David McCallum, Star of ‘The Man From U.N.C.L.E.,’ NCIS, Passes Away at 90

In a somber announcement that left the entertainment world in mourning, renowned actor David McCallum, best known for his roles in ‘The Man From U.N.C.L.E.’ and ‘NCIS,’ passed away at the age of 90.

The news was confirmed by CBS in a statement, revealing that McCallum died of natural causes on Monday, surrounded by his family at New York Presbyterian Hospital.

Born in Glasgow in 1933, McCallum was the son of two musicians. His father, also named David, played violin, while his mother was a cellist.

The family moved to London when McCallum was just three years old, where his father performed with the prestigious London Philharmonic and Royal Philharmonic. This early exposure to the arts undoubtedly influenced McCallum’s own career path.

McCallum attended the Royal Academy of Music, initially studying the oboe. However, he soon realized his true passion lay in acting, leading him to study at the Royal Academy of Dramatic Art.

Despite his self-described physical appearance as a “small, emaciated blond with a caved chest,” McCallum persevered, landing roles in live television and movies after completing his military service.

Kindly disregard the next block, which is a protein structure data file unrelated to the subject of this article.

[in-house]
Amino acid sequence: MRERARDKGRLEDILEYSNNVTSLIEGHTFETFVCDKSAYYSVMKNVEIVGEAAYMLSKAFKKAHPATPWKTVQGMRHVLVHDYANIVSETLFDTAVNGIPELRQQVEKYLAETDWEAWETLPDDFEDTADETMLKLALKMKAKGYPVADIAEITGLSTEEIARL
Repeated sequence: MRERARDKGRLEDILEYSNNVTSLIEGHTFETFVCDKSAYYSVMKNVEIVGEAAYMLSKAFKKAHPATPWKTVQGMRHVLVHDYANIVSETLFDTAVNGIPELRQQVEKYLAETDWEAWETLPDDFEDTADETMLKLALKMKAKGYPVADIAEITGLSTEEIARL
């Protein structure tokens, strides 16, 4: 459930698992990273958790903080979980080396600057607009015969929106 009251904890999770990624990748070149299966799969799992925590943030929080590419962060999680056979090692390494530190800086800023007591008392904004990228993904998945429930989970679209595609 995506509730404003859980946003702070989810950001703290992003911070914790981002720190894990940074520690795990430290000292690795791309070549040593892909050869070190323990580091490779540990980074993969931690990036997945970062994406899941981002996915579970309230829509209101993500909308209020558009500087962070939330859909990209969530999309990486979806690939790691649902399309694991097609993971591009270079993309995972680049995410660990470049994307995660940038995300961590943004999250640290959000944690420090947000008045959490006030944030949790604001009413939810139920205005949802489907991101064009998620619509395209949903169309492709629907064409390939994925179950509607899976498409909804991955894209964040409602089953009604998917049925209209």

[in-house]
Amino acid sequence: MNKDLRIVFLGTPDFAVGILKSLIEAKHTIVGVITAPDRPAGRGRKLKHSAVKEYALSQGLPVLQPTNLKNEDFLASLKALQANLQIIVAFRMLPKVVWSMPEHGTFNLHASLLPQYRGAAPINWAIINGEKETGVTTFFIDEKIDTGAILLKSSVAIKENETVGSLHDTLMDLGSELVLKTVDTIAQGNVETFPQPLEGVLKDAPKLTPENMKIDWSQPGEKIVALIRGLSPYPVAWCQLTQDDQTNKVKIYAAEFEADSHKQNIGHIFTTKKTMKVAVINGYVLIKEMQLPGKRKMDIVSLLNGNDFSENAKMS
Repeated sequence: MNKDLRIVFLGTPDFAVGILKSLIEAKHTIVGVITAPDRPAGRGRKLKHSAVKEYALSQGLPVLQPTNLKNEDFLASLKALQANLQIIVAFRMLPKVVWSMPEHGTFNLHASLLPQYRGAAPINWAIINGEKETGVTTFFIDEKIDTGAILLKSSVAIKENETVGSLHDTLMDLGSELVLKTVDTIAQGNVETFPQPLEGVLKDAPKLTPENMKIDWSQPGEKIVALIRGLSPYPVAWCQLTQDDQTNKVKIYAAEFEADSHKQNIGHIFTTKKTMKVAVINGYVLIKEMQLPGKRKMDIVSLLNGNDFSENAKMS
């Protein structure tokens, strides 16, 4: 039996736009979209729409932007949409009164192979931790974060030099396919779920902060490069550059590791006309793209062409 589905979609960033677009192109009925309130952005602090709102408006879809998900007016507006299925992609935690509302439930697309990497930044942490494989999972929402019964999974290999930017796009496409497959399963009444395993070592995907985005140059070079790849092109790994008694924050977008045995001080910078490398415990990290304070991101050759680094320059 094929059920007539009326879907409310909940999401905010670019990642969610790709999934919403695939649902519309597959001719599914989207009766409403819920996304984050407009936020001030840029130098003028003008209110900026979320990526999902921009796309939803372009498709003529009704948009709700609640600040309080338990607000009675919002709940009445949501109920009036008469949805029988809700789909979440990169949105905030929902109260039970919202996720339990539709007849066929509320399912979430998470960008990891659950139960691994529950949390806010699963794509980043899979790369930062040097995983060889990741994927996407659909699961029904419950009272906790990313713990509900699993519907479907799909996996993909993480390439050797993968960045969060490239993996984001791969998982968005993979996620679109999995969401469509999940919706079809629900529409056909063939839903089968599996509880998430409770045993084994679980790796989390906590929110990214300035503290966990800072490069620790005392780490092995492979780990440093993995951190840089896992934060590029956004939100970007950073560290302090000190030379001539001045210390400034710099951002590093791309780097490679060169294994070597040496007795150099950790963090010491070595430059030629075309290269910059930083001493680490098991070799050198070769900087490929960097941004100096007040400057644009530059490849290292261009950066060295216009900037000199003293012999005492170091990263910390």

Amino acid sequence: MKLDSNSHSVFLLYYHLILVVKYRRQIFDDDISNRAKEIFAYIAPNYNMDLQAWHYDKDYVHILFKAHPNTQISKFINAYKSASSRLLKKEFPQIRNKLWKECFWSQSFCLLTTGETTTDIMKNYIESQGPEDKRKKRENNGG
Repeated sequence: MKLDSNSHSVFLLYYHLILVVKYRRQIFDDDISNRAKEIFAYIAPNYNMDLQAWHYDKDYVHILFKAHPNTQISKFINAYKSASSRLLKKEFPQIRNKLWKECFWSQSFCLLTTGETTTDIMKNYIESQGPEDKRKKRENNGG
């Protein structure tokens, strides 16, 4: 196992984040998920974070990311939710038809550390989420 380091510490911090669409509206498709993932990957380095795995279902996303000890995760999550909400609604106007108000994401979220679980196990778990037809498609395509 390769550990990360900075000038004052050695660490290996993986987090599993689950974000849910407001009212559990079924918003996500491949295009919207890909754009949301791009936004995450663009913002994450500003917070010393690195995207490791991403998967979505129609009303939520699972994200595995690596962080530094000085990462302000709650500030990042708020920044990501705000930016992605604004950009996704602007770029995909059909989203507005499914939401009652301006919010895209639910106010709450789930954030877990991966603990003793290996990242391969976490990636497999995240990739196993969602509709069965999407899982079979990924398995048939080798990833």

His breakthrough came in 1957 when he starred in ‘Robbery Under Arms,’ an adventure set in early Australia, alongside rising actress Jill Ireland. This marked the beginning of a successful and diverse acting career that spanned over six decades.

McCallum’s most notable roles were in the hit TV series ‘The Man From U.N.C.L.E.’ and ‘NCIS.’ In the former, he played secret agent Illya Kuryakin, a role that catapulted him to international fame.

In ‘NCIS,’ he portrayed Dr. Donald ‘Ducky’ Mallard, a bookish pathologist for the Naval Criminal Investigation Service. His performance in this role was so convincing that his son Peter once remarked that McCallum could perform an autopsy if needed, thanks to his extensive research for the role.

Despite being born in Scotland and starting his career in London, McCallum was a longtime American citizen. He once told The Associated Press he loved the freedom of America and everything it stood for.

This love for his adopted country was evident in his work, particularly in his portrayal of characters who embodied the values of justice and integrity.

McCallum is survived by his wife of 56 years, Katherine McCallum, his sons Paul, Valentine, and Peter, his daughter Sophie, and eight grandchildren. His legacy will live on through his family and the memorable characters he brought to life on screen.